But two or three mild winters, of ing; the subdued whisper of entreaty, late, in succession, have brought a and the hoarse bark of execration, new article of foreign trade into Eng- mingle, and mix, and blend, and half land. Ice, for the use of the confec- neutralize each other ;-upon this tioners, comes now to us all the way spot, Covent Garden,- jovial Covent from Norway ; where a gentleman, Garden,--the darling haunt alike of we understand, is making arrange- folly and of wit,--the great mart of ments to send over even snow, at a all London for oranges, outcasts, and far cheaper rate than it can afford to old clothes,—where the jokes are mostfall in this country ;--so that frost, ly good, where the cookery is always in fact, (as regards Great Britain and excellent, --where the claret is comIreland) may consider itself dischar- monly the best in England; and the ged from further attendance ; and, morality never failingly the worst ;with the help of a few more devices on this spot, one continued uproar, of in the way of commercial arrange- labour or dissipation, has endured, ment, and perhaps a new improve- without intermission, for nearly a cenment or two as to the application of tury gone by; and here, so long as steam, it shall go hard but we will, London shall keep her holding as a shortly, turn the seasons out of doors city, silence, probably, by night or altogether. And this imported ice, day, shall never find a resting place. (jealous of sunshine) is foremost in But we will tear ourselves from Coour streets now of mornings, moving vent Garden, even in “ the sweet” (as along, in huge cart-loads, from the Falstaff calls it) “ of the night;" for below-bridge wharfs; and looking, as we must take a peep at the other it lies in bulk, like so much conglu- points of provisional concentration tinated Epsom salts.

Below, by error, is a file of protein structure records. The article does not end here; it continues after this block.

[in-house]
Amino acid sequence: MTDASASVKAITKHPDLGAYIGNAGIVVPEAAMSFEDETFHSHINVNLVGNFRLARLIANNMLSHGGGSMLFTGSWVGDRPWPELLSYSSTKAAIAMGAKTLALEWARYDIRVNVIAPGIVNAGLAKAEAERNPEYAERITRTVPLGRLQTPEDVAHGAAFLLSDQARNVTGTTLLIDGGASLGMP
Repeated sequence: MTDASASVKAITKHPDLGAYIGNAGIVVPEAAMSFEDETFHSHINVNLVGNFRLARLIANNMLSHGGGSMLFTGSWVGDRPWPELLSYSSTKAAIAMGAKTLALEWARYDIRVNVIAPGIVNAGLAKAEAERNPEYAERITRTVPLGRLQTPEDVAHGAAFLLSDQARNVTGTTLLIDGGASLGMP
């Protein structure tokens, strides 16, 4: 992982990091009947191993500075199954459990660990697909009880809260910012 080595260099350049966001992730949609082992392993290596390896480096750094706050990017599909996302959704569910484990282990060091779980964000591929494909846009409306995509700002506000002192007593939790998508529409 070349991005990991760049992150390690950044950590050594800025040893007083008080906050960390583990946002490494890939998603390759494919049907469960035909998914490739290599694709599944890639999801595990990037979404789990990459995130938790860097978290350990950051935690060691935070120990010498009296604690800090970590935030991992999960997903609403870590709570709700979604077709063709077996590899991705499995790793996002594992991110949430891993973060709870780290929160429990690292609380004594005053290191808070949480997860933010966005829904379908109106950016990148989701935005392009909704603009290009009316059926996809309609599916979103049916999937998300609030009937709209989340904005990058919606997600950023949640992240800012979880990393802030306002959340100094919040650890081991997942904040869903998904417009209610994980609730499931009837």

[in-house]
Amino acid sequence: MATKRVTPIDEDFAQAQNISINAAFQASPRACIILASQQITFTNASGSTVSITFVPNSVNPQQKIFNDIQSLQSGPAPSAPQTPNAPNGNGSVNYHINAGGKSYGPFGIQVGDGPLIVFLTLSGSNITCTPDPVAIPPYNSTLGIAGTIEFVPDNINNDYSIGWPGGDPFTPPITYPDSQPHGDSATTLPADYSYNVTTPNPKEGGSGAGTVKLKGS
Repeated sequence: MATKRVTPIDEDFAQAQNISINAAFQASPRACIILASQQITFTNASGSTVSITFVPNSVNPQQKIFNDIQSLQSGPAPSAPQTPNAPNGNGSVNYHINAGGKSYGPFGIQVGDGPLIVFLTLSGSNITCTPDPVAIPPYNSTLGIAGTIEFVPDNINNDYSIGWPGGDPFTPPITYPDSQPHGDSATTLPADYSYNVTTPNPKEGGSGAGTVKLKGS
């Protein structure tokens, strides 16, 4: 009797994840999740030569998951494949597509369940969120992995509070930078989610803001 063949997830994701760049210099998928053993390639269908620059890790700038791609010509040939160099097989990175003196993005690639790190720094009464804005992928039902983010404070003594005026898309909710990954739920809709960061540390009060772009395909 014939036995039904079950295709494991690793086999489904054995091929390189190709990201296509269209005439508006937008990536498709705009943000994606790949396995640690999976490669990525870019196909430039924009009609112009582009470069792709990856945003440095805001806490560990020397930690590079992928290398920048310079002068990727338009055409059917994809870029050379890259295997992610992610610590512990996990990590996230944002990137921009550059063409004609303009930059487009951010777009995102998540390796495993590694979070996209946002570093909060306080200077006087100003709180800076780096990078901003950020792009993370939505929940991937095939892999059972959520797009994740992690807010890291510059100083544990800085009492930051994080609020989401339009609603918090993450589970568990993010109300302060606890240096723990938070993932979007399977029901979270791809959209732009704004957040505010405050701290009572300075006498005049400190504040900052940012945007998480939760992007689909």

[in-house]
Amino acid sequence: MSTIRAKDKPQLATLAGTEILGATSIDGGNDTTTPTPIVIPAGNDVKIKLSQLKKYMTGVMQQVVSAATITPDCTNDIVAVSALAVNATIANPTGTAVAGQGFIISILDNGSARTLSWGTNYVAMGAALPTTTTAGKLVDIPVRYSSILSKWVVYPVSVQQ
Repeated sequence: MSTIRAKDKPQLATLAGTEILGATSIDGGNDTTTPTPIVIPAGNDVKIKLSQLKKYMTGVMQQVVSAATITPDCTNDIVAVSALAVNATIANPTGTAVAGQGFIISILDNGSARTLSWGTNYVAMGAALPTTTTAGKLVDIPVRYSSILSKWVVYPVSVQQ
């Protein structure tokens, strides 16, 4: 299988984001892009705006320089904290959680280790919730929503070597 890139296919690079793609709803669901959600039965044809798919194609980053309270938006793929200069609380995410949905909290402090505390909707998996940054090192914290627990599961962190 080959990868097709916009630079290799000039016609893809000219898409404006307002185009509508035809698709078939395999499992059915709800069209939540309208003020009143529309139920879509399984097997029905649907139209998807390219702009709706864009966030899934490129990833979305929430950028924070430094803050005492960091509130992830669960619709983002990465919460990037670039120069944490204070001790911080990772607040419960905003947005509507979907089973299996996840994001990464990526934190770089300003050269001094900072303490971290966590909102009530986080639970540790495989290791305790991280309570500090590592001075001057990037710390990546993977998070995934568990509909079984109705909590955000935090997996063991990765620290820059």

about town. We must look towards Meantime, the river, above bridge, Cockspur Street, where the hay colis not suffered to lie idle; but the lects itself, in such quantities, that fruits of Putney and Fulham walk nothing but the stomach of a horse upon the shoulders of porters, from could ever hope to make away with Hungerford and the Adelphi stairs, it. And we must cross, too, into to the great mart of vegetable matter, Smithfield, where herds of cattle keep Covent Garden. And upon this spot coming in all night; and where it is (Covent Garden) which circumstan- amazing how anybody can get a wink ces seem to have erected into a sort of of sleep, for the barking of the dogs, museum for all the varied staple of a and the bellowing of the bulls, and, crowded capital city ;-to which all louder than all, the swearing of the the patron friends of all the ills that drovers,—against whom, Heaven, Riscourge mankind, seem to have rush- chard Martin, strengthen thine arm! ed, with one consent, day and night, Smithfield, however, to be seen to adto hold divan;—where Luxury roams vantage, should be taken, from its gorgeous through her long range of eastern bearing, through the fogs of a lighted taverns, and brims the bowl November morning ; when the lights, with wine,which Discord waits to dash in the west quadrangle, at “ The with blood ;-where hunger, squalor, Ram," “ The Goat,” and “The Bull's nakedness, and disease, dance, antic, Head," shew like beacons (though round our natIONAL MONUMENTS they shine but dimly) amid the total of national wealth and superfluity; darkness on all sides of them; and - where vices, too hideous to be when, looking at the hubbub of trafcontemplated in detail, assert their fic which roars through the outward royalty over us, alike, in every class, street, against the deep, unheeding and every condition ;-blazing, in silence that reigns within the houses, transient lustre, amid the splendid a man might fancy he witnessed the hotels of the Piazza ; starving, in rags, rush of an invading army,